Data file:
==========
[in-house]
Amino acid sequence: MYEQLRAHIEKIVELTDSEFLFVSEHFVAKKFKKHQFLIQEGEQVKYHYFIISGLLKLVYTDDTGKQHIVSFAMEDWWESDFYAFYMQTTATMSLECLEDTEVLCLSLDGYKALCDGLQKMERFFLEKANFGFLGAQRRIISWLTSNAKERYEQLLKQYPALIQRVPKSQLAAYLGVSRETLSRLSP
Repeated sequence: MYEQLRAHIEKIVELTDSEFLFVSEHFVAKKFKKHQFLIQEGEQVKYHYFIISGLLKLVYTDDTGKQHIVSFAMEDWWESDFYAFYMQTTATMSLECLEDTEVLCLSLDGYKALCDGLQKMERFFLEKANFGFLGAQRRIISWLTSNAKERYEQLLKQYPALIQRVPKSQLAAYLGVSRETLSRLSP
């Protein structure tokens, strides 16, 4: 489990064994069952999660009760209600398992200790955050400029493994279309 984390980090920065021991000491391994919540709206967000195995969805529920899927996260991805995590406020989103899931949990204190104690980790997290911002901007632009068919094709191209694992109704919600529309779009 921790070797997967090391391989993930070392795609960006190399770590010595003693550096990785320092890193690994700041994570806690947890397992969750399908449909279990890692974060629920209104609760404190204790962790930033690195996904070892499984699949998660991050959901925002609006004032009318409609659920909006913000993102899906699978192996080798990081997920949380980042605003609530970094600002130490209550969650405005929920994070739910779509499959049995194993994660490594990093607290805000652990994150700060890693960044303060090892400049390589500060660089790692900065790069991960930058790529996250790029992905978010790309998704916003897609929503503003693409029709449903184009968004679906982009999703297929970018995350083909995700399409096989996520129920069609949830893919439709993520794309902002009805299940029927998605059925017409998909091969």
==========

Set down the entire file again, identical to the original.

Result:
[in-house]
Amino acid sequence: MYEQLRAHIEKIVELTDSEFLFVSEHFVAKKFKKHQFLIQEGEQVKYHYFIISGLLKLVYTDDTGKQHIVSFAMEDWWESDFYAFYMQTTATMSLECLEDTEVLCLSLDGYKALCDGLQKMERFFLEKANFGFLGAQRRIISWLTSNAKERYEQLLKQYPALIQRVPKSQLAAYLGVSRETLSRLSP
Repeated sequence: MYEQLRAHIEKIVELTDSEFLFVSEHFVAKKFKKHQFLIQEGEQVKYHYFIISGLLKLVYTDDTGKQHIVSFAMEDWWESDFYAFYMQTTATMSLECLEDTEVLCLSLDGYKALCDGLQKMERFFLEKANFGFLGAQRRIISWLTSNAKERYEQLLKQYPALIQRVPKSQLAAYLGVSRETLSRLSP
């Protein structure tokens, strides 16, 4: 489990064994069952999660009760209600398992200790955050400029493994279309 984390980090920065021991000491391994919540709206967000195995969805529920899927996260991805995590406020989103899931949990204190104690980790997290911002901007632009068919094709191209694992109704919600529309779009 921790070797997967090391391989993930070392795609960006190399770590010595003693550096990785320092890193690994700041994570806690947890397992969750399908449909279990890692974060629920209104609760404190204790962790930033690195996904070892499984699949998660991050959901925002609006004032009318409609659920909006913000993102899906699978192996080798990081997920949380980042605003609530970094600002130490209550969650405005929920994070739910779509499959049995194993994660490594990093607290805000652990994150700060890693960044303060090892400049390589500060660089790692900065790069991960930058790529996250790029992905978010790309998704916003897609929503503003693409029709449903184009968004679906982009999703297929970018995350083909995700399409096989996520129920069609949830893919439709993520794309902002009805299940029927998605059925017409998909091969």